In class based policing there are three main classification methods used to manage traffic: the single-rate two-color policer, the single-rate three-color policer and the dual-rate three-color policer. It took me sometime to understand how these work as they are in my opinion, advanced QoS concepts. This being said, let’s do a quick review on the QoS traffic terminology and how the Token bucket concept works before we show how these different policers function.
**Please note that I am not going to go over the fundamentals of QoS. I will only do a quick overview of the terminologies that you should already know like the Tc, Bc and Be.
In a Cisco router, the IOS divides a single second into multiple sub-second intervals. Each of these intervals is called a Tc. In traffic shaping, a router can send a burst of traffic equal to the commited burst (Bc) during each of these intervals. Now in the Token bucket scenario, imagine a bucket and Tokens. Each token equates to 1 bit of information that can be sent into the bucket. The size of the Token bucket is defined by the commited burst value (Bc). There are two actions that can happen; either Tokens are replenished or Tokens are consumed. At the beginning of each Tc interval, the Token bucket will be replenished with Tokens equal to the value of the Bc. If the Token bucket is full or there is not enough room for all the replenished Tokens then some or all of the Tokens spill out. This is where the concept of the excess burst (Be) comes into play. In a scenario where there is an excess burst (Be) defined, these spilled tokens are not discarded and can be re-used.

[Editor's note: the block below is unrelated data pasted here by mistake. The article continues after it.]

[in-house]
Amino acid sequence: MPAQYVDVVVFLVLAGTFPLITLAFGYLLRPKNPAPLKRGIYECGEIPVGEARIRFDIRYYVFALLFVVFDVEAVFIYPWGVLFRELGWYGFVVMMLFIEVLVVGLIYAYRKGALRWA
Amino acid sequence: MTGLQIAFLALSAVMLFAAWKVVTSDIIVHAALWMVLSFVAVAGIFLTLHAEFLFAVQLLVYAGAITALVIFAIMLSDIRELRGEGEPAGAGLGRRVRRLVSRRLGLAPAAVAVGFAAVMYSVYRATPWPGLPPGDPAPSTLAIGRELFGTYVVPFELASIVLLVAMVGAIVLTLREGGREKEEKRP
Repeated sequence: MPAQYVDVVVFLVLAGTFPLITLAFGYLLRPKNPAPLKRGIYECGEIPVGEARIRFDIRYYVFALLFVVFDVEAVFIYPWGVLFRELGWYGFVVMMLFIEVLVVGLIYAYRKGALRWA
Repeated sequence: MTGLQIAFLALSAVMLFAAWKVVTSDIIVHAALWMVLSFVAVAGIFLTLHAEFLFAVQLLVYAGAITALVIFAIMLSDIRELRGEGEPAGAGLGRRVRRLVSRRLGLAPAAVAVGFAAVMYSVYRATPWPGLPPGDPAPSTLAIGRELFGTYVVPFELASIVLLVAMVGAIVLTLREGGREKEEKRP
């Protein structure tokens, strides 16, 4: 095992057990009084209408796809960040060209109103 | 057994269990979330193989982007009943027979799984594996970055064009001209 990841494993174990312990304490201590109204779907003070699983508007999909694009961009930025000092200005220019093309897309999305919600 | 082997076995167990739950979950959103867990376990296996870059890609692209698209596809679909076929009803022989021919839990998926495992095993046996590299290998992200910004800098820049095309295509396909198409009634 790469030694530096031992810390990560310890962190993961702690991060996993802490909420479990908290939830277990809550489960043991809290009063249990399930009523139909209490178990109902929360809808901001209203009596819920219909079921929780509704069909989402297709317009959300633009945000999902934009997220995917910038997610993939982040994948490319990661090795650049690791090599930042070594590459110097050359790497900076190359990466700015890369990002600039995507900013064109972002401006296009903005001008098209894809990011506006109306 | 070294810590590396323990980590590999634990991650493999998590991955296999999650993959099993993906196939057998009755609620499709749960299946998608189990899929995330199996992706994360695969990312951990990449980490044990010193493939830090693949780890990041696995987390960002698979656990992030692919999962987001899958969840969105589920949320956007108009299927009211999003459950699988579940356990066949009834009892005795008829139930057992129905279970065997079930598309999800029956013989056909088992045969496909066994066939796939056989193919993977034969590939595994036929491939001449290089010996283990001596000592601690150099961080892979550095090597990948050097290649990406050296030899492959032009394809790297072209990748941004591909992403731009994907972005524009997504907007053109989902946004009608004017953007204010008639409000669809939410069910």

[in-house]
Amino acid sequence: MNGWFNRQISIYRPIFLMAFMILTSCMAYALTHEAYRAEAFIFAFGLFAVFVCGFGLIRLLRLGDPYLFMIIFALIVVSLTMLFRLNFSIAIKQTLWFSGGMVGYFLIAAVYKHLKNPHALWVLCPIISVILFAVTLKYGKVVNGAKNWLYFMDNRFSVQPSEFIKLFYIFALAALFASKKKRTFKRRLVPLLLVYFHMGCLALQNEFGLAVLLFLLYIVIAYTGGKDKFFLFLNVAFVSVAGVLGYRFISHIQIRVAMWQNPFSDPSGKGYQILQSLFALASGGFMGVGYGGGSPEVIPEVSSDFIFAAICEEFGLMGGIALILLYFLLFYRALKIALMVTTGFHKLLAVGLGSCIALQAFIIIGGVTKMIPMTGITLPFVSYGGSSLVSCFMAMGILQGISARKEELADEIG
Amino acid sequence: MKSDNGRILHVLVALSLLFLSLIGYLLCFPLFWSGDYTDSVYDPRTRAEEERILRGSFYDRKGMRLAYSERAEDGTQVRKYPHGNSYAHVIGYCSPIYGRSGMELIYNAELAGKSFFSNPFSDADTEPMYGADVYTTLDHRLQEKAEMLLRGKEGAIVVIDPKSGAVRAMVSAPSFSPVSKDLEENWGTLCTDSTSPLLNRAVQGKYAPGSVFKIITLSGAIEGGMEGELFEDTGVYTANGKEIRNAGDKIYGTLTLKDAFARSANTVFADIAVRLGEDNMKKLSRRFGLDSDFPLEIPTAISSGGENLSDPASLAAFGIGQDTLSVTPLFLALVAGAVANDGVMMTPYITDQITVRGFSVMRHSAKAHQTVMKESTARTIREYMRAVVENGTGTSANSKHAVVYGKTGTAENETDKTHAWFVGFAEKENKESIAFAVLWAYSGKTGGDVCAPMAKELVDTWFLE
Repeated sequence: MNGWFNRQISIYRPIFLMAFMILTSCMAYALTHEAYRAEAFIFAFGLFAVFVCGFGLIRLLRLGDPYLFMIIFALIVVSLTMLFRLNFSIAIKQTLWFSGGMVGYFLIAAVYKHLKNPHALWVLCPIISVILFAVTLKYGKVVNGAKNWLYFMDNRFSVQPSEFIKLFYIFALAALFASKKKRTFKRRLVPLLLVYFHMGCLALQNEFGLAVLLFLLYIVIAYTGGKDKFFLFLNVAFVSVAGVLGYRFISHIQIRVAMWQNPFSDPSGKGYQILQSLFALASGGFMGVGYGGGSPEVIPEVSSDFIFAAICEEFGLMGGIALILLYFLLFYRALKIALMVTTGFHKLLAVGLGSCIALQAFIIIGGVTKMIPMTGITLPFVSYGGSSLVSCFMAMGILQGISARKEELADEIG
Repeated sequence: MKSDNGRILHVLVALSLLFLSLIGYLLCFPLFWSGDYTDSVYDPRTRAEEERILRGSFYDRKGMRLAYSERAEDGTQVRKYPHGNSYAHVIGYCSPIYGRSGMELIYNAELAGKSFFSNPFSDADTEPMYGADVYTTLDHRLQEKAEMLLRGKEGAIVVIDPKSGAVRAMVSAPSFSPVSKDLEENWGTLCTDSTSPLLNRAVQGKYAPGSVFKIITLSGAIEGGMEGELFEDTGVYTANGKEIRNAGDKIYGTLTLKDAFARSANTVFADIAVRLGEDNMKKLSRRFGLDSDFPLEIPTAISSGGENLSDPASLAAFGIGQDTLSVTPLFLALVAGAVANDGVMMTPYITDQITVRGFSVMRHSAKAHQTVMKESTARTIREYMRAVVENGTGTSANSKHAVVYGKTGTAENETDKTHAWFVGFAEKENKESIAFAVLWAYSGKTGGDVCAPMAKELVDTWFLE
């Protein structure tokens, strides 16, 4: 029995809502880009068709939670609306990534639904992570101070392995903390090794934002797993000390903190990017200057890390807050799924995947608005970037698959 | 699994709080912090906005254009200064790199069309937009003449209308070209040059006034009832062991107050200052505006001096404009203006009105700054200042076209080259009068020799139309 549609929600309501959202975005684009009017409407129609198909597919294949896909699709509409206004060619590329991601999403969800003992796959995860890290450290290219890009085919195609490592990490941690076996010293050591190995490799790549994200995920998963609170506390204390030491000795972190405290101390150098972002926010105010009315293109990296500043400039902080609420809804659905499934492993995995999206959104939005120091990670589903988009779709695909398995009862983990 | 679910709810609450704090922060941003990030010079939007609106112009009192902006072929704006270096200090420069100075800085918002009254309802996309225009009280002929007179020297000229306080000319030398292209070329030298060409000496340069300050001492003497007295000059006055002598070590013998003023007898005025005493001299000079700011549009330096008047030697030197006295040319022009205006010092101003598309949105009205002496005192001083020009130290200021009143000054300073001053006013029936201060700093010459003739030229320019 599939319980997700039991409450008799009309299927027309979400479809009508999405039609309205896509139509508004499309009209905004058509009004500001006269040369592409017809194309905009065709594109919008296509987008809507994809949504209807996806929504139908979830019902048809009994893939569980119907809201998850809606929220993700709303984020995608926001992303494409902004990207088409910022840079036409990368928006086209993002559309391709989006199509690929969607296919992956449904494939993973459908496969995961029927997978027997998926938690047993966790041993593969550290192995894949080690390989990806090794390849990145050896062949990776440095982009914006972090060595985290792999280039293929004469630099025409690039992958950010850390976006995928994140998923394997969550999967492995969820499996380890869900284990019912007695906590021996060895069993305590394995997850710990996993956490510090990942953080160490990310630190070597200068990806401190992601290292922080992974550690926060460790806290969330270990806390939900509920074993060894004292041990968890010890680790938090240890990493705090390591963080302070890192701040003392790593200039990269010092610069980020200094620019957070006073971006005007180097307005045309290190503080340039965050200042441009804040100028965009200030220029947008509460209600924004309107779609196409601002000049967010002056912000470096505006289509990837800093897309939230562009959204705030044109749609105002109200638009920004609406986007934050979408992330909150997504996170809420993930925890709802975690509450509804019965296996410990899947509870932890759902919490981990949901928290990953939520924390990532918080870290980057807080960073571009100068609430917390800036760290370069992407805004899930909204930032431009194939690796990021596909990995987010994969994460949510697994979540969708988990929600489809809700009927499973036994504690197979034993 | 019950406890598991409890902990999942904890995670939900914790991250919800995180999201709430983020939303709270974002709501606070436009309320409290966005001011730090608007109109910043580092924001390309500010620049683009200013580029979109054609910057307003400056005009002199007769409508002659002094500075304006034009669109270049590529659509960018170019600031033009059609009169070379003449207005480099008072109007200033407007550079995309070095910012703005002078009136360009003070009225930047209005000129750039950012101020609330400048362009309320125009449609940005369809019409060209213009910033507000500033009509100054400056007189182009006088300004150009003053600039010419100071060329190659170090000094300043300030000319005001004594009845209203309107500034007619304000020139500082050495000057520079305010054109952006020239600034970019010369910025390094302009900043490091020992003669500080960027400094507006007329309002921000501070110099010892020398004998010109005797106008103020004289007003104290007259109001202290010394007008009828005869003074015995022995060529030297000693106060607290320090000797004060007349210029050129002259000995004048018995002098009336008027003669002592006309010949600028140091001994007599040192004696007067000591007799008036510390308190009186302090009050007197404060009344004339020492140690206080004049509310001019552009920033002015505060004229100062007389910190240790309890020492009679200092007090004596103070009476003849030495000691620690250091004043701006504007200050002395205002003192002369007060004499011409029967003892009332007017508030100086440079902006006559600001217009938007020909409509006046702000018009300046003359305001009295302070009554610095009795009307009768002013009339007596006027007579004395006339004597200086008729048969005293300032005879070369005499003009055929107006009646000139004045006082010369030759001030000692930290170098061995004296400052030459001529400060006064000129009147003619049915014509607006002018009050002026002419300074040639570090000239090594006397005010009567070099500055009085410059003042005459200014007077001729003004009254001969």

Class based policing can be configured to use three primary categories in how it sees a packet in relation to the configured traffic contract:
-Violating: The packet is outside the contract
-Conforming: The packet is inside the contract
-Exceeding: The packet is outside the contract but within the excess burst capability
Single-Rate Two Color Policer:
In a Single-Rate Two Color Policer, each token equals the ability to send one byte (instead of 1 bit in regular CB Shaping). The number of tokens put in the bucket is calculated with the following formula:
(Current Packet Arrival Rate – Previous Packet Arrival Rate ) * (Police Rate / 8)
If the number of bytes in the packet is less than or equal to the number of tokens from the token bucket then the packet is said to conform to the contract. It will remove tokens from the token bucket equal to the number of bytes in the packet and then do the action that conforms to the policy.
Single-Rate Three Color Policer:
The Single-Rate Three Color policing concept supports the idea of a Bc (commited burst) and a Be (excess burst). This means that you now have three groups in which you can categorize your traffic: Conform, Exceed and Violate. When a packet arrives, the policer will continue to replenish with Bc as per Tc interval as usual. However, any tokens that overflow are captured in the Be bucket.
If the Be bucket fills then the tokens are discarded. The number of Tokens being replenished in the Bc bucket is calculated using the same formula than the Single-Rate Two Color Policer.
Dual-Rate Three Color Policer:
As per the name (Dual-Rate), this policer brings a second token bucket and thus offering two sustained rates: the CIR (Committed Information Rate) and the PIR (Peak Information Rate). The CIR conform to the traffic contract while the PIR exceeds the CIR. In this policer, Tokens will be replenished into both: The Bc bucket will be replenished at the CIR rate and the Be bucket at the PIR rate.
If the number of bytes in the packet is less than or equal to the tokens in the CIR bucket, the packet conforms and Tokens from the CIR bucket will be removed (equal to the number of bytes in the packet) and it will also remove the same amount of tokens from the PIR bucket.
Remember that these policing techniques can be used for remarking also rather than just dropping the traffic. Hope this was informative.